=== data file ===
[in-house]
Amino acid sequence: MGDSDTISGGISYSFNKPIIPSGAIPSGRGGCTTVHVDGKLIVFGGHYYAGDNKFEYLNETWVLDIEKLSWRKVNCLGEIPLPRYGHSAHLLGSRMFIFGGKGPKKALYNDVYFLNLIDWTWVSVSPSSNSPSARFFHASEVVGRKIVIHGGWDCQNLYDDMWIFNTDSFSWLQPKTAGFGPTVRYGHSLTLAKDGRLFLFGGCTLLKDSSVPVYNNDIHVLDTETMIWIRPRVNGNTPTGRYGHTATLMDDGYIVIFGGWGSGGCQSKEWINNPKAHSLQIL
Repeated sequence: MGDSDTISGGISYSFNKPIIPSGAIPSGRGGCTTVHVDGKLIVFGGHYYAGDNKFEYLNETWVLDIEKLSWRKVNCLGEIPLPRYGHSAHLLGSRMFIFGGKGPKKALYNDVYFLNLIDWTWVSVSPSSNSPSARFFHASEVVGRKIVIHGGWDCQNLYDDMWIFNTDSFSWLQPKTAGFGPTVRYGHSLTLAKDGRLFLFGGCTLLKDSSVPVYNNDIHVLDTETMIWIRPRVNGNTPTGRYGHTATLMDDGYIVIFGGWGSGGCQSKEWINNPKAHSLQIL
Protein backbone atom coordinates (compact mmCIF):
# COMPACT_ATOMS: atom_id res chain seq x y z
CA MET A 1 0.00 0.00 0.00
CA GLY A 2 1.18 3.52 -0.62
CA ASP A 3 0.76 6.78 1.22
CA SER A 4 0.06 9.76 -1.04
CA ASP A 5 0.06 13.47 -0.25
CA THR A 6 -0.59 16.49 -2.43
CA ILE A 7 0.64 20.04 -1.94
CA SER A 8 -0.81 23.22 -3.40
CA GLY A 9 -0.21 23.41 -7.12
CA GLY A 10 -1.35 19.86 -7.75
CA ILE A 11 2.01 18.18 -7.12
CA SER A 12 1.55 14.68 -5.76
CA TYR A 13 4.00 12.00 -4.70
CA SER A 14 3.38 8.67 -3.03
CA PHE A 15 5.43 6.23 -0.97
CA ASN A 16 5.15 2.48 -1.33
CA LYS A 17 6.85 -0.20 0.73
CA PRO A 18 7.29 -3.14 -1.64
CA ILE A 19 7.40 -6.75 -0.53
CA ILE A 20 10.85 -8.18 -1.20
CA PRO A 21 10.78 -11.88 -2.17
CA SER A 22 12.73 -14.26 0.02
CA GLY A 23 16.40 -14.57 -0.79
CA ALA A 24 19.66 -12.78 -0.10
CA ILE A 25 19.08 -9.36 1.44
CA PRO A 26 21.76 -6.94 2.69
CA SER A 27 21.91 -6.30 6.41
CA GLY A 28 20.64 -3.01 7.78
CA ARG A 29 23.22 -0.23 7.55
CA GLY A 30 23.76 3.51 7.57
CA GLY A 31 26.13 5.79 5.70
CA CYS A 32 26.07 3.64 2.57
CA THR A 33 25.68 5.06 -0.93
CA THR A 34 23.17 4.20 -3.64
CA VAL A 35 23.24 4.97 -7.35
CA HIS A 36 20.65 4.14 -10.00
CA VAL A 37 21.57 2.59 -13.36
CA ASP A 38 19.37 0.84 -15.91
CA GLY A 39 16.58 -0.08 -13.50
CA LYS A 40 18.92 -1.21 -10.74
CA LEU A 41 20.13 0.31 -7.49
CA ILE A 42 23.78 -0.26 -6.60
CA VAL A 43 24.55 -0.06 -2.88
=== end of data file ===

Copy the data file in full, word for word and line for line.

[in-house]
Amino acid sequence: MGDSDTISGGISYSFNKPIIPSGAIPSGRGGCTTVHVDGKLIVFGGHYYAGDNKFEYLNETWVLDIEKLSWRKVNCLGEIPLPRYGHSAHLLGSRMFIFGGKGPKKALYNDVYFLNLIDWTWVSVSPSSNSPSARFFHASEVVGRKIVIHGGWDCQNLYDDMWIFNTDSFSWLQPKTAGFGPTVRYGHSLTLAKDGRLFLFGGCTLLKDSSVPVYNNDIHVLDTETMIWIRPRVNGNTPTGRYGHTATLMDDGYIVIFGGWGSGGCQSKEWINNPKAHSLQIL
Repeated sequence: MGDSDTISGGISYSFNKPIIPSGAIPSGRGGCTTVHVDGKLIVFGGHYYAGDNKFEYLNETWVLDIEKLSWRKVNCLGEIPLPRYGHSAHLLGSRMFIFGGKGPKKALYNDVYFLNLIDWTWVSVSPSSNSPSARFFHASEVVGRKIVIHGGWDCQNLYDDMWIFNTDSFSWLQPKTAGFGPTVRYGHSLTLAKDGRLFLFGGCTLLKDSSVPVYNNDIHVLDTETMIWIRPRVNGNTPTGRYGHTATLMDDGYIVIFGGWGSGGCQSKEWINNPKAHSLQIL
Protein backbone atom coordinates (compact mmCIF):
# COMPACT_ATOMS: atom_id res chain seq x y z
CA MET A 1 0.00 0.00 0.00
CA GLY A 2 1.18 3.52 -0.62
CA ASP A 3 0.76 6.78 1.22
CA SER A 4 0.06 9.76 -1.04
CA ASP A 5 0.06 13.47 -0.25
CA THR A 6 -0.59 16.49 -2.43
CA ILE A 7 0.64 20.04 -1.94
CA SER A 8 -0.81 23.22 -3.40
CA GLY A 9 -0.21 23.41 -7.12
CA GLY A 10 -1.35 19.86 -7.75
CA ILE A 11 2.01 18.18 -7.12
CA SER A 12 1.55 14.68 -5.76
CA TYR A 13 4.00 12.00 -4.70
CA SER A 14 3.38 8.67 -3.03
CA PHE A 15 5.43 6.23 -0.97
CA ASN A 16 5.15 2.48 -1.33
CA LYS A 17 6.85 -0.20 0.73
CA PRO A 18 7.29 -3.14 -1.64
CA ILE A 19 7.40 -6.75 -0.53
CA ILE A 20 10.85 -8.18 -1.20
CA PRO A 21 10.78 -11.88 -2.17
CA SER A 22 12.73 -14.26 0.02
CA GLY A 23 16.40 -14.57 -0.79
CA ALA A 24 19.66 -12.78 -0.10
CA ILE A 25 19.08 -9.36 1.44
CA PRO A 26 21.76 -6.94 2.69
CA SER A 27 21.91 -6.30 6.41
CA GLY A 28 20.64 -3.01 7.78
CA ARG A 29 23.22 -0.23 7.55
CA GLY A 30 23.76 3.51 7.57
CA GLY A 31 26.13 5.79 5.70
CA CYS A 32 26.07 3.64 2.57
CA THR A 33 25.68 5.06 -0.93
CA THR A 34 23.17 4.20 -3.64
CA VAL A 35 23.24 4.97 -7.35
CA HIS A 36 20.65 4.14 -10.00
CA VAL A 37 21.57 2.59 -13.36
CA ASP A 38 19.37 0.84 -15.91
CA GLY A 39 16.58 -0.08 -13.50
CA LYS A 40 18.92 -1.21 -10.74
CA LEU A 41 20.13 0.31 -7.49
CA ILE A 42 23.78 -0.26 -6.60
CA VAL A 43 24.55 -0.06 -2.88